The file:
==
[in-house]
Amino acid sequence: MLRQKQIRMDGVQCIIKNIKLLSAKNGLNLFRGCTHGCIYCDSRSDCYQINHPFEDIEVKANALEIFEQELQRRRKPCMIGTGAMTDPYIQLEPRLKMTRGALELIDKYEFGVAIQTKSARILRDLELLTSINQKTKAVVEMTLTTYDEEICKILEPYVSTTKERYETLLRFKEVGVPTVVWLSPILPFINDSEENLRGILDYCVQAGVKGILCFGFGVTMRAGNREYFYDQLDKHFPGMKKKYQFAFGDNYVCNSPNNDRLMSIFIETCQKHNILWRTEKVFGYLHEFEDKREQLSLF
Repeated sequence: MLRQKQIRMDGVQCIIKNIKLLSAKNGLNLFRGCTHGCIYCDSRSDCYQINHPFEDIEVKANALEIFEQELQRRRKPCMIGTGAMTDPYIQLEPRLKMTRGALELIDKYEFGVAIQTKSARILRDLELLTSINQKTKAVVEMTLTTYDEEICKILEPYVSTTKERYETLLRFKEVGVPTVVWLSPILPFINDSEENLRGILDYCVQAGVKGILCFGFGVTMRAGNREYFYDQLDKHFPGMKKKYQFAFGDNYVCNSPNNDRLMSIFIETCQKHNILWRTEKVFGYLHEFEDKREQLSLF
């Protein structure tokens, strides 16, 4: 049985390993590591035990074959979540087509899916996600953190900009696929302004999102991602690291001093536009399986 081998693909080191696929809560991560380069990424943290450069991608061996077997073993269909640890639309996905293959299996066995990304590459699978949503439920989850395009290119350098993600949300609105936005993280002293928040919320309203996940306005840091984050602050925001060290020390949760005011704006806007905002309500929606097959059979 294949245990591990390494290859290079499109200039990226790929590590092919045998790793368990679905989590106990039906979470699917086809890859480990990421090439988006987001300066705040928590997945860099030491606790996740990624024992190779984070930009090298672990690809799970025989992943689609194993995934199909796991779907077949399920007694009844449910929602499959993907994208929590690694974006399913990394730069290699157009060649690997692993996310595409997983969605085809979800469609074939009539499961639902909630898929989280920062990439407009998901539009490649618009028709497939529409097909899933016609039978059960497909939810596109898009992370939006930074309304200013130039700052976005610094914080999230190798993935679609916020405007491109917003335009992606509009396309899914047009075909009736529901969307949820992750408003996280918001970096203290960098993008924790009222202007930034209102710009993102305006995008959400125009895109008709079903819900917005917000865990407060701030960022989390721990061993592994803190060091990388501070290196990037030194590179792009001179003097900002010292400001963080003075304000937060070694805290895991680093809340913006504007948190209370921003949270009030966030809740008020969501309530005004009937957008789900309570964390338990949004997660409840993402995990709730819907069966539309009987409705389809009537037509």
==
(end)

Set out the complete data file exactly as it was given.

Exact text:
[in-house]
Amino acid sequence: MLRQKQIRMDGVQCIIKNIKLLSAKNGLNLFRGCTHGCIYCDSRSDCYQINHPFEDIEVKANALEIFEQELQRRRKPCMIGTGAMTDPYIQLEPRLKMTRGALELIDKYEFGVAIQTKSARILRDLELLTSINQKTKAVVEMTLTTYDEEICKILEPYVSTTKERYETLLRFKEVGVPTVVWLSPILPFINDSEENLRGILDYCVQAGVKGILCFGFGVTMRAGNREYFYDQLDKHFPGMKKKYQFAFGDNYVCNSPNNDRLMSIFIETCQKHNILWRTEKVFGYLHEFEDKREQLSLF
Repeated sequence: MLRQKQIRMDGVQCIIKNIKLLSAKNGLNLFRGCTHGCIYCDSRSDCYQINHPFEDIEVKANALEIFEQELQRRRKPCMIGTGAMTDPYIQLEPRLKMTRGALELIDKYEFGVAIQTKSARILRDLELLTSINQKTKAVVEMTLTTYDEEICKILEPYVSTTKERYETLLRFKEVGVPTVVWLSPILPFINDSEENLRGILDYCVQAGVKGILCFGFGVTMRAGNREYFYDQLDKHFPGMKKKYQFAFGDNYVCNSPNNDRLMSIFIETCQKHNILWRTEKVFGYLHEFEDKREQLSLF
């Protein structure tokens, strides 16, 4: 049985390993590591035990074959979540087509899916996600953190900009696929302004999102991602690291001093536009399986 081998693909080191696929809560991560380069990424943290450069991608061996077997073993269909640890639309996905293959299996066995990304590459699978949503439920989850395009290119350098993600949300609105936005993280002293928040919320309203996940306005840091984050602050925001060290020390949760005011704006806007905002309500929606097959059979 294949245990591990390494290859290079499109200039990226790929590590092919045998790793368990679905989590106990039906979470699917086809890859480990990421090439988006987001300066705040928590997945860099030491606790996740990624024992190779984070930009090298672990690809799970025989992943689609194993995934199909796991779907077949399920007694009844449910929602499959993907994208929590690694974006399913990394730069290699157009060649690997692993996310595409997983969605085809979800469609074939009539499961639902909630898929989280920062990439407009998901539009490649618009028709497939529409097909899933016609039978059960497909939810596109898009992370939006930074309304200013130039700052976005610094914080999230190798993935679609916020405007491109917003335009992606509009396309899914047009075909009736529901969307949820992750408003996280918001970096203290960098993008924790009222202007930034209102710009993102305006995008959400125009895109008709079903819900917005917000865990407060701030960022989390721990061993592994803190060091990388501070290196990037030194590179792009001179003097900002010292400001963080003075304000937060070694805290895991680093809340913006504007948190209370921003949270009030966030809740008020969501309530005004009937957008789900309570964390338990949004997660409840993402995990709730819907069966539309009987409705389809009537037509």